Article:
A new report from the Brookings Institution examines the economic performance of the nation’s top 100 metro areas. The numbers, presented in three maps, show an uneven recovery.
Three maps from the Metro Monitor—illustrating changes from 2010 to 2015—help tell the story of an accelerating, but as-of-yet incomplete, economic recovery.
The first map highlights where regional economies’ growth and entrepreneurship has been strongest and weakest through most of the expansion…
The second map focuses not on which economies are growing bigger and more dynamic, but instead on the quality of their growth, which is measured by indicators like productivity and average incomes…
That leads to the third map, which arguably speaks most directly to the current economic debate—are people feeling the economic momentum in terms of employment and pay?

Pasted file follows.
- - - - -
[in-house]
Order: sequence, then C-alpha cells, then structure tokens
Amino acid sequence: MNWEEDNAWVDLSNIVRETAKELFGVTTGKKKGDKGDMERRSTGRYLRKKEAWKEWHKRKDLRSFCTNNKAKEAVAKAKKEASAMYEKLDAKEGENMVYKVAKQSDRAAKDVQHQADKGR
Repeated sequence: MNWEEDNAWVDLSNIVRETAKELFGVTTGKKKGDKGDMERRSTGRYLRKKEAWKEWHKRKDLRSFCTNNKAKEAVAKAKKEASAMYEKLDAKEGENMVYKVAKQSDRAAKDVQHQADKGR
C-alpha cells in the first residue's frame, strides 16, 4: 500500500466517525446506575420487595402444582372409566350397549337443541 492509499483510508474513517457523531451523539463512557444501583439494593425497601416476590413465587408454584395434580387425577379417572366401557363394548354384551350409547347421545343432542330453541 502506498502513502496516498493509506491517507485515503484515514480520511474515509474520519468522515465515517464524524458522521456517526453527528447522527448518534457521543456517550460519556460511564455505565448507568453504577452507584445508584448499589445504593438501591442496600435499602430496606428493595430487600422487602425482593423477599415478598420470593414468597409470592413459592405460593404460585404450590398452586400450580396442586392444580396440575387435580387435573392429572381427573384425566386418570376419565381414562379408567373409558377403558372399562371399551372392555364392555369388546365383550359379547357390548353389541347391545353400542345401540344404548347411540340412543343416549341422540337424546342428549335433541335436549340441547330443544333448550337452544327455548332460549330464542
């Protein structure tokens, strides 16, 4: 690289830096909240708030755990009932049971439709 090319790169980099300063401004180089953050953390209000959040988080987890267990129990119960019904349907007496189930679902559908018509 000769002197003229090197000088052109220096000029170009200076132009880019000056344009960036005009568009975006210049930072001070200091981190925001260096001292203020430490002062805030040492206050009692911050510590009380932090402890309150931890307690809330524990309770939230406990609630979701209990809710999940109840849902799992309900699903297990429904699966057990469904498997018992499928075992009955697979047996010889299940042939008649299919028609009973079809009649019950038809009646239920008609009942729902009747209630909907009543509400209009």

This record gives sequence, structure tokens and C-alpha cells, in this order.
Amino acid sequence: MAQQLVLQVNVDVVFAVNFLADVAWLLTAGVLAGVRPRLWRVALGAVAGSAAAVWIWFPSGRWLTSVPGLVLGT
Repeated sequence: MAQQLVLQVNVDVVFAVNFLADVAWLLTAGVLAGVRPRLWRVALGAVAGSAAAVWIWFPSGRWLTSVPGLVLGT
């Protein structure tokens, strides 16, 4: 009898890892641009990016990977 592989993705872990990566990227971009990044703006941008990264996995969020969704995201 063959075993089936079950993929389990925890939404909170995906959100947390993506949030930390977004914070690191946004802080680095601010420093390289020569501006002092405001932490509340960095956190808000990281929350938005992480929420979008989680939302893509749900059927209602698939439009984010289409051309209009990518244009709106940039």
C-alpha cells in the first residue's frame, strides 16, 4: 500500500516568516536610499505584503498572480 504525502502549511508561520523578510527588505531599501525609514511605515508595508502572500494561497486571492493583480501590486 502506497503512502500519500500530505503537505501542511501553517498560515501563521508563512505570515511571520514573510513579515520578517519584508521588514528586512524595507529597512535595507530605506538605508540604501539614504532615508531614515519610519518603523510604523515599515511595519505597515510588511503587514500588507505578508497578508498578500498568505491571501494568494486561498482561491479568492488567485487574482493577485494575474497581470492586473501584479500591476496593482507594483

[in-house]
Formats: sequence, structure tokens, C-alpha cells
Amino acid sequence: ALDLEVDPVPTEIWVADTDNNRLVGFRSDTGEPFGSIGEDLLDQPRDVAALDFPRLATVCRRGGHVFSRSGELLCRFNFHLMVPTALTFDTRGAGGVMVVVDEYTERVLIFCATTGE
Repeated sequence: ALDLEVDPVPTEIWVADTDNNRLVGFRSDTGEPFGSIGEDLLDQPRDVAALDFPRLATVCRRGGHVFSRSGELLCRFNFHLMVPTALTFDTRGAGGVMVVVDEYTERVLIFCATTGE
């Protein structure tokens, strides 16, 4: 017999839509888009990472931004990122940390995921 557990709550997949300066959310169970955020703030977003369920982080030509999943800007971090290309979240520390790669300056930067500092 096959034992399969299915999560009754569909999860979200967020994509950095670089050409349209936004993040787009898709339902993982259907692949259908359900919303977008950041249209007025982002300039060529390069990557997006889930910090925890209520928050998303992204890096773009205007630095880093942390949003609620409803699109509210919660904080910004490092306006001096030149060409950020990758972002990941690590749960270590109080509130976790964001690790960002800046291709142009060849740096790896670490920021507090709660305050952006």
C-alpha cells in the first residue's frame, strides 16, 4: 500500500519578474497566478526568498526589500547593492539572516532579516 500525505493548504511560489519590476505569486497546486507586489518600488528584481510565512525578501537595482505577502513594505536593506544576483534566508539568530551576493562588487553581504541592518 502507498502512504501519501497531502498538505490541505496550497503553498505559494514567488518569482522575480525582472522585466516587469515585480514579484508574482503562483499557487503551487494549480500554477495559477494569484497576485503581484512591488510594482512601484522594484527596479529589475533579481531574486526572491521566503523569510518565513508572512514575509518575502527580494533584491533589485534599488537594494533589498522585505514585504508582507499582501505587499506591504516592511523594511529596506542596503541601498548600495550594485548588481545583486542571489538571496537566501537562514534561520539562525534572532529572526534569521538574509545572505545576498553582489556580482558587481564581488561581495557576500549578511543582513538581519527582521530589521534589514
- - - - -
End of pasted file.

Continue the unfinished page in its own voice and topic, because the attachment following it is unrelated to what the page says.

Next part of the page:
Seattle is among the very fortunate few:
Just 14 of the 100 largest metro areas managed above-average performance in all three areas. They included some of the highly-educated tech centers—Austin, Denver, Raleigh, San Jose, and Seattle—that shone blue across the maps, but also growing and diversified mid-sized markets like Charleston, Columbus, Nashville, and Omaha. Many more metro areas—23 in all, in nearly every corner of the country—failed to beat the average in any of the three categories. Residents of these lagging metro areas may indeed feel like the recovery has yet to hit home for them.
We encourage you to read the short report and consider the maps. They go a long way toward explaining why this recovery has felt so tentative and uneven.